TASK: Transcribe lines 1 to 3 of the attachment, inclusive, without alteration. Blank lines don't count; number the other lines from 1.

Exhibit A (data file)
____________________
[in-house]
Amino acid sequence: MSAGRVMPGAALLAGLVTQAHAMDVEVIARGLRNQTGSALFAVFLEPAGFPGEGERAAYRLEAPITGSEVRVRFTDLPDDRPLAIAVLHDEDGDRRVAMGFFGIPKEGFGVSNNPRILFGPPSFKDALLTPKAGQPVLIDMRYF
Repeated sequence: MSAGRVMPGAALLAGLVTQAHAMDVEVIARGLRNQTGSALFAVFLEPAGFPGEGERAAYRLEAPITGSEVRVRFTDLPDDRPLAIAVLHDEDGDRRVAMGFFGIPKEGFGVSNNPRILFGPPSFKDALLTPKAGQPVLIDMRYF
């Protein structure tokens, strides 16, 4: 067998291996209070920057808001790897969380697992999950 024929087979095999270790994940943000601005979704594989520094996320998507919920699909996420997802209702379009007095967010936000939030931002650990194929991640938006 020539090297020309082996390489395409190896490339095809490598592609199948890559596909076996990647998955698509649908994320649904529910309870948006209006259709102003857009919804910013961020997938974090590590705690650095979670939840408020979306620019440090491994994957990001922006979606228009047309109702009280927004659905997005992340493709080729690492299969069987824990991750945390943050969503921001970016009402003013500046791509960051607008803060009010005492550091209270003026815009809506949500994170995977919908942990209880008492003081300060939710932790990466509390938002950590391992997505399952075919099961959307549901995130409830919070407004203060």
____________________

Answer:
[in-house]
Amino acid sequence: MSAGRVMPGAALLAGLVTQAHAMDVEVIARGLRNQTGSALFAVFLEPAGFPGEGERAAYRLEAPITGSEVRVRFTDLPDDRPLAIAVLHDEDGDRRVAMGFFGIPKEGFGVSNNPRILFGPPSFKDALLTPKAGQPVLIDMRYF
Repeated sequence: MSAGRVMPGAALLAGLVTQAHAMDVEVIARGLRNQTGSALFAVFLEPAGFPGEGERAAYRLEAPITGSEVRVRFTDLPDDRPLAIAVLHDEDGDRRVAMGFFGIPKEGFGVSNNPRILFGPPSFKDALLTPKAGQPVLIDMRYF